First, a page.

Superb photography, beautiful imagery, a well thought-out classification system and a thoroughly warming experience. I laughed out loud and bought one for my sister's birthday.
Help other customers find the most helpful reviews 
Was this review helpful to you? Yes No


1 of 1 people found the following review helpful
5.0 out of 5 stars Thank you, thank you, thank you!, 29 Nov 2013
This review is from: The Stray Shopping Carts of Eastern North America: A Guide to Field Identification (Paperback)
At last, someone has recognised the tracking down,identifying and cataloguing of shopping trolleys for the legitimate hobby that it so clearly is. My wife and I would often come across examples of this bastion of modern design in our daily walks and, although she has just recently and completely unexpectedly run off with the butcher( I believe the responsibility of this important work must have weighed too heavily on her), my walks now have purpose, and I can concentrate fully on maintaining my fast growing library, listing by location, date, manufacturer, classification etc, each trolley I discover. I cannot thank Mr. Montague enough for opening up a whole new exciting world to me and it has been months since I have devoted any time to my previous hobby of photographing pylons.
Help other customers find the most helpful reviews 
Was this review helpful to you? Yes No


5.0 out of 5 stars I'm surprised that people were disappointed from that point of view, 12 Aug 2014
By 
Mr. J. Gomm (Leeds, UK) - See all my reviews
(REAL NAME)   
This review is from: The Stray Shopping Carts of Eastern North America: A Guide to Field Identification (Paperback)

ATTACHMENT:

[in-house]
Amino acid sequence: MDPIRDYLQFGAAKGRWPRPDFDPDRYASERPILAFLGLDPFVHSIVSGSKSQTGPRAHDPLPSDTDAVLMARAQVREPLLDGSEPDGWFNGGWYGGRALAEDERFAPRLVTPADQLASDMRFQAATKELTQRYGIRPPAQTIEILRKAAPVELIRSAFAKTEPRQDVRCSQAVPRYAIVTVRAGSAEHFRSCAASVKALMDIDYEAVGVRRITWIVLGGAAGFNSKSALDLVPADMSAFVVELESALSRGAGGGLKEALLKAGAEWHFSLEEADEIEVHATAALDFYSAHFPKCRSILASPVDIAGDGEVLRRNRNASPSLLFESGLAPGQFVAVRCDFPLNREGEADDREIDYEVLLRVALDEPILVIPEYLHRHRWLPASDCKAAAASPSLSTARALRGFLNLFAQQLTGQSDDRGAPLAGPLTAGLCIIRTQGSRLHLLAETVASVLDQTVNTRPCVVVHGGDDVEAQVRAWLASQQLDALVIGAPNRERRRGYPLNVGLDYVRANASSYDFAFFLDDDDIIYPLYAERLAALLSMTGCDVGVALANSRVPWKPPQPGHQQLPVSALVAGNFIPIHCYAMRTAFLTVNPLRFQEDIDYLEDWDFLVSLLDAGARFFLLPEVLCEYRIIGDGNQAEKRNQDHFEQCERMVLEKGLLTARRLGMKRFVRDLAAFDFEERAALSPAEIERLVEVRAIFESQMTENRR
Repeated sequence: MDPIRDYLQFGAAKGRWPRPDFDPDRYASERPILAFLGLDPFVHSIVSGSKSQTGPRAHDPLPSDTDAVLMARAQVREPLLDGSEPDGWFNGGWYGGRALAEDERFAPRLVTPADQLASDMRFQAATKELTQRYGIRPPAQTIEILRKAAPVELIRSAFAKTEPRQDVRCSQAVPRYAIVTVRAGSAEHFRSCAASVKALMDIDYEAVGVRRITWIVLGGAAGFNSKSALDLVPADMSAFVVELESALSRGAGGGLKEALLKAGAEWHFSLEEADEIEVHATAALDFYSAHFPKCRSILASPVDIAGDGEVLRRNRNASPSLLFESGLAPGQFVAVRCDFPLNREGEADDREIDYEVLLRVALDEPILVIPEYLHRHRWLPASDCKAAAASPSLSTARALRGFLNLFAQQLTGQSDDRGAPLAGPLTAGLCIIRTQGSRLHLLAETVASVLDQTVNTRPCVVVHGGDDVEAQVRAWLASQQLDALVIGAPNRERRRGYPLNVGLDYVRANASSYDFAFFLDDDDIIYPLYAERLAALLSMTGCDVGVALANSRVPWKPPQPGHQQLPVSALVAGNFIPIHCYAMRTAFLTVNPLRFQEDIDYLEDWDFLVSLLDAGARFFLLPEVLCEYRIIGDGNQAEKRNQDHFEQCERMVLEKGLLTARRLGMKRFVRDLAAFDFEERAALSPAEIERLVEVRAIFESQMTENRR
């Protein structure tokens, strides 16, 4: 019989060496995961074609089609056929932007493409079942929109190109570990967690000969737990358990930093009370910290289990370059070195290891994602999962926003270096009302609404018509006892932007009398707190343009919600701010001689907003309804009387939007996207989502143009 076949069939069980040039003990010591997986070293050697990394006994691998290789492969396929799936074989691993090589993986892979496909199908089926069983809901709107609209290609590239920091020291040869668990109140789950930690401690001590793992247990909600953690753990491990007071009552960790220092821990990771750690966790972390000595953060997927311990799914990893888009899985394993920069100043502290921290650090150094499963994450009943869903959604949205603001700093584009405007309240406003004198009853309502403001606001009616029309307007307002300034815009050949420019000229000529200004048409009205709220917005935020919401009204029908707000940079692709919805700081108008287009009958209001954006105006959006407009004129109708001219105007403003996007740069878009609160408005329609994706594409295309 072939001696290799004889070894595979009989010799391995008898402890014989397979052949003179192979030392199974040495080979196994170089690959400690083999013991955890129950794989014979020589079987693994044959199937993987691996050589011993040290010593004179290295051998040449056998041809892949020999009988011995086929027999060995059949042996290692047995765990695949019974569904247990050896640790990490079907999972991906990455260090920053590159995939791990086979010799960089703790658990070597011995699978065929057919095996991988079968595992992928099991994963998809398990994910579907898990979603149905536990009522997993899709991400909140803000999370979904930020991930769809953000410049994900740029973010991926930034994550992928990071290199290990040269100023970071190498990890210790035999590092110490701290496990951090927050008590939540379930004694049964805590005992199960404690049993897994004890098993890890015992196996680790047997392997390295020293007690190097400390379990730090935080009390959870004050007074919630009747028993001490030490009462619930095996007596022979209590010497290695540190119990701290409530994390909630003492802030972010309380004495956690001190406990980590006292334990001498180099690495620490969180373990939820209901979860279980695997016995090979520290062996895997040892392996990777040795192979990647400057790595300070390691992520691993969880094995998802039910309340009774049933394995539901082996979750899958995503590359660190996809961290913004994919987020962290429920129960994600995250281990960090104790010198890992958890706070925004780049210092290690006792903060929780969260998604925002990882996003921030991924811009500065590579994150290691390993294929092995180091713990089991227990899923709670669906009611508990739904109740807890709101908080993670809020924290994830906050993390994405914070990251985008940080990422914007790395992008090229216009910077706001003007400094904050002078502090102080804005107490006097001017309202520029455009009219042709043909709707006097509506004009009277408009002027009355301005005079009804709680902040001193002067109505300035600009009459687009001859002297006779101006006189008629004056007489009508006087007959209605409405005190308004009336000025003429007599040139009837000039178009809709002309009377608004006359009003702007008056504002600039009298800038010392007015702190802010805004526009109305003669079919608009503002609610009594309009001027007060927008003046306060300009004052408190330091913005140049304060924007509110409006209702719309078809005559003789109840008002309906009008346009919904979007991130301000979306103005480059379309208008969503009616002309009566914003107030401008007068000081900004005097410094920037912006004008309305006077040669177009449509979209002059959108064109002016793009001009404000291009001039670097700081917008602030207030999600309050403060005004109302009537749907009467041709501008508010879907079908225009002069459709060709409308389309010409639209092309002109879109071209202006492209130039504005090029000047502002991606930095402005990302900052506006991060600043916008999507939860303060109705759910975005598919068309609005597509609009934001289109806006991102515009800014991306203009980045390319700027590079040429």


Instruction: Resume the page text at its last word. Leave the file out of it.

This is a superb book. It's not "funny", I'm surprised that people were disappointed from that point of view. I think it's fascinating and beautiful. Every photo is an untold story of mundane human life. Suitable for the kind of people who enjoy flicking through encyclopedia or natural history books or similar.
Help other customers find the most helpful reviews 
Was this review helpful to you? Yes No


5.0 out of 5 stars Brilliantly weird and sustained, 5 April 2014
By 
S. Rouse (Manchester, UK) - See all my reviews
(REAL NAME)   
Verified Purchase(What is this?)
This review is from: The Stray Shopping Carts of Eastern North America: A Guide to Field Identification (Paperback)
I'm not really sure what 'Stray Shopping Carts. . .' is, but I'm glad it exists. I mainly see it as a brilliantly conceived photo essay; perhaps an assignment that got wonderfully out of control. What really makes it work is the obsessive and detailed nature of the project, with its classification systems. Don't be put off, it's worth every penny. It's also a great book to read in public - the double takes are great :)
Help other customers find the most helpful reviews 
Was this review helpful to you? Yes No


5.0 out of 5 stars Five Stars, 19 Sep 2014
Verified Purchase(What is this?)
This review is from: The Stray Shopping Carts of Eastern North America: A Guide to Field Identification (Paperback)
Both thumbs UP!!
Help other customers find the most helpful reviews 
Was this review helpful to you? Yes No


Most Helpful First | Newest First

This product

The Stray Shopping Carts of Eastern North America: A Guide to Field Identification
£9.95
In stock
Add to basket Add to wishlist
Only search this product's reviews